Richmondshire District Council, which sparked controversy by agreeing to give a leisure trust almost five per cent of its budget to run a swimming pool, has approved granting it a further £75,000 to help cover its energy bills which have risen by 400 per cent.
Amid concerns being raised over the amount of taxpayers’ money spent on the pool, Richmondshire District Council’s corporate board also agreed to pay compensation to Richmondshire Leisure Trust of up to £85,000 as a result of the loss of income of the £1.9m revamp the authority is undertaking on the facility.
The pool, which is the only such public facility in the district, has been leased to the charity by the council since 2005 in the hope of cutting costs to the taxpayer.
Earlier this year the council agreed to give £313,000 annually to the trust to support the operation of the pool, despite numerous councillors expressing dismay that the trust the council set up to attract external funding had not managed to raise more than it had.
The trust recently announced it could no longer run Colburn Leisure Centre due to escalating energy costs.
The corporate board meeting heard in April the trust had almost £213,000 of reserves that it could use however it saw fit, and with the new energy contracts they faced additional costs of up to £100,000 relating to the pool.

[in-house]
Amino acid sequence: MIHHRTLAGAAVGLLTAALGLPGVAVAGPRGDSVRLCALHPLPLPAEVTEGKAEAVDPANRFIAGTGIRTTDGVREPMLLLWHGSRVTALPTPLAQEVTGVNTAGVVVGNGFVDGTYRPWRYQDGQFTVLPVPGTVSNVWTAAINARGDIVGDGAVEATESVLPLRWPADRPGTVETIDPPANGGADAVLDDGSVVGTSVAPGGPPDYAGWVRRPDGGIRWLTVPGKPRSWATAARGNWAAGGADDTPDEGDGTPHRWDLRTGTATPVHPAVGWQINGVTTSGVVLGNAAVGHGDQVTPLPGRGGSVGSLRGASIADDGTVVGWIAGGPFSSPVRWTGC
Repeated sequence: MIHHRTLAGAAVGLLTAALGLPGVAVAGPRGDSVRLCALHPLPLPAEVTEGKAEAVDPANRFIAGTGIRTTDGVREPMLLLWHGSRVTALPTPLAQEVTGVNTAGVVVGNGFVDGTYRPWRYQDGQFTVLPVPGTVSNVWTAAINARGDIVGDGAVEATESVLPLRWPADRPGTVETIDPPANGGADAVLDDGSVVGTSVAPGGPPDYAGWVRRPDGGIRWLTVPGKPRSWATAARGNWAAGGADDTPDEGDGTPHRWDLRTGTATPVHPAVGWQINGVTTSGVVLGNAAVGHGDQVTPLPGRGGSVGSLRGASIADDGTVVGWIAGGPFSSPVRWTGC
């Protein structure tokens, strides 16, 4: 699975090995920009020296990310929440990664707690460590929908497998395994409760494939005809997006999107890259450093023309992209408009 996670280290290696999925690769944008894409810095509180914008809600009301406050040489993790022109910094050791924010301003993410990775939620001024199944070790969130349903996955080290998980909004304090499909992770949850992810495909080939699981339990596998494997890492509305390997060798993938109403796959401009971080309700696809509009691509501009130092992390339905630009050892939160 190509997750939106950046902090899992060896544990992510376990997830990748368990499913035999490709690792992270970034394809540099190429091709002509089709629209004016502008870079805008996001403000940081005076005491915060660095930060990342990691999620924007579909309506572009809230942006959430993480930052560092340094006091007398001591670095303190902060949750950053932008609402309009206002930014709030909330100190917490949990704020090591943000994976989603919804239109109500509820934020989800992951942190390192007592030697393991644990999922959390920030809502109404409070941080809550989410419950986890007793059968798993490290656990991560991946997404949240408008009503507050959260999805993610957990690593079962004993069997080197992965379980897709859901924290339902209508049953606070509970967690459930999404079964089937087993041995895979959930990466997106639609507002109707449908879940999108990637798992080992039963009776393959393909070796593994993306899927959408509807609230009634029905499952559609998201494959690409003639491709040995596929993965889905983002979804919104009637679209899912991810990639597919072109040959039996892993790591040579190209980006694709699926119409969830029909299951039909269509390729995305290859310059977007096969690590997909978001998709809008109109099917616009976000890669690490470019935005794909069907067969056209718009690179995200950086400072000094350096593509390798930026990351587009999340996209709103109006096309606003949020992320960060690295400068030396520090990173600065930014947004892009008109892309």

Councillor Kevin Foster said given the trust’s coffers, the council should explore the possibility match-funding plugging the black hole.
He said: “It feels like we are being held to ransom again. I’m focused on their reserves and I’m wondering if they can meet us half-way with some of this.”
Councillor William Heslop said he had “deep reservations about the trust’s efficacy”, while Councillor Yvonne Peacock said the trust had “been coming cap in hand for the last five, ten, 15 years”.
Councillor Helen Grant added: “I hope that they get themselves on their feet, get themselves a plan and get going forward.”
Councillors agreed to cap the energy payments at £75,000 that they would scrutinise the performance of the leisure trust.
Richmond councillor Phillip Wicks said if the trust was left to use its reserves, it could leave the incoming North Yorkshire Council with an immediate problem to resolve.
He said: “The investment we have made in the pool was about putting both it and the trust on a sound footing going forward, a sustainable asset for the people of Richmondshire, and that’s what we should still be trying to do, even though it hurts.”
After the meeting, the trust’s manager, Austin Gordon, said at the end of September the trust had suddenly gone from having “a very favourable energy contract” to one which would see its energy costs rise by 400 per cent.
He said: “With inflation running at ten per cent it is also adding significantly to the other operating costs too. Leisure centres and swimming pools have become very expensive to operate overnight.”
Mr Gordon said he was hoping solar panels and ground source heat pumps that the council had bought for the pool would help ease energy costs when the pool reopens after a major revamp in the new year.
He said criticisms of the trust’s attempts to raise funding were unfair as it had generated well over £200,000 of grants over the past decade and provided significant advice and support to other organisations that have been able to benefit from our expertise.
Mr Gordon said: “The trust has faced austerity and has been very resourceful, very creative and has not sat on its hands in any shape or form.”